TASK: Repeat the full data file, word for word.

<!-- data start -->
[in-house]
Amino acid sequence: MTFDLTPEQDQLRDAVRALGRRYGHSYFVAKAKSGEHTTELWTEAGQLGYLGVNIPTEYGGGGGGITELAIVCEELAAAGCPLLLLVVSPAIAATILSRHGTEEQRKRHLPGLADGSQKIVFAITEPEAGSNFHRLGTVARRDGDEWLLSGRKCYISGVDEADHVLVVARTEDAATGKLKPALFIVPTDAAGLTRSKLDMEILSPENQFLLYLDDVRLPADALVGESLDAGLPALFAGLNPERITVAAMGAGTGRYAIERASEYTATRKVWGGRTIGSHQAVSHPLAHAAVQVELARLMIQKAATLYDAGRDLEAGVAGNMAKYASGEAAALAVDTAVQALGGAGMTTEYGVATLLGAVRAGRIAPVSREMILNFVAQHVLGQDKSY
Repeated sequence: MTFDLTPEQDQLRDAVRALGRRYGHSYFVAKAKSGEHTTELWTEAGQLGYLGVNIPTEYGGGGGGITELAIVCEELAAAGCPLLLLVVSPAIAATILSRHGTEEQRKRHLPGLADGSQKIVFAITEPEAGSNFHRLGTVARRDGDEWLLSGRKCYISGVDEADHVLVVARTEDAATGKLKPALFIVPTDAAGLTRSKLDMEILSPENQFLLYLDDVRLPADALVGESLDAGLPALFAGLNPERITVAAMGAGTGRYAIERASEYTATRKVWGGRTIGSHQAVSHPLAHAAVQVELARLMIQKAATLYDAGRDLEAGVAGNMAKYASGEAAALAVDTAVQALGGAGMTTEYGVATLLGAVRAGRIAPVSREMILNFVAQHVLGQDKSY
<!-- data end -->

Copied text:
[in-house]
Amino acid sequence: MTFDLTPEQDQLRDAVRALGRRYGHSYFVAKAKSGEHTTELWTEAGQLGYLGVNIPTEYGGGGGGITELAIVCEELAAAGCPLLLLVVSPAIAATILSRHGTEEQRKRHLPGLADGSQKIVFAITEPEAGSNFHRLGTVARRDGDEWLLSGRKCYISGVDEADHVLVVARTEDAATGKLKPALFIVPTDAAGLTRSKLDMEILSPENQFLLYLDDVRLPADALVGESLDAGLPALFAGLNPERITVAAMGAGTGRYAIERASEYTATRKVWGGRTIGSHQAVSHPLAHAAVQVELARLMIQKAATLYDAGRDLEAGVAGNMAKYASGEAAALAVDTAVQALGGAGMTTEYGVATLLGAVRAGRIAPVSREMILNFVAQHVLGQDKSY
Repeated sequence: MTFDLTPEQDQLRDAVRALGRRYGHSYFVAKAKSGEHTTELWTEAGQLGYLGVNIPTEYGGGGGGITELAIVCEELAAAGCPLLLLVVSPAIAATILSRHGTEEQRKRHLPGLADGSQKIVFAITEPEAGSNFHRLGTVARRDGDEWLLSGRKCYISGVDEADHVLVVARTEDAATGKLKPALFIVPTDAAGLTRSKLDMEILSPENQFLLYLDDVRLPADALVGESLDAGLPALFAGLNPERITVAAMGAGTGRYAIERASEYTATRKVWGGRTIGSHQAVSHPLAHAAVQVELARLMIQKAATLYDAGRDLEAGVAGNMAKYASGEAAALAVDTAVQALGGAGMTTEYGVATLLGAVRAGRIAPVSREMILNFVAQHVLGQDKSY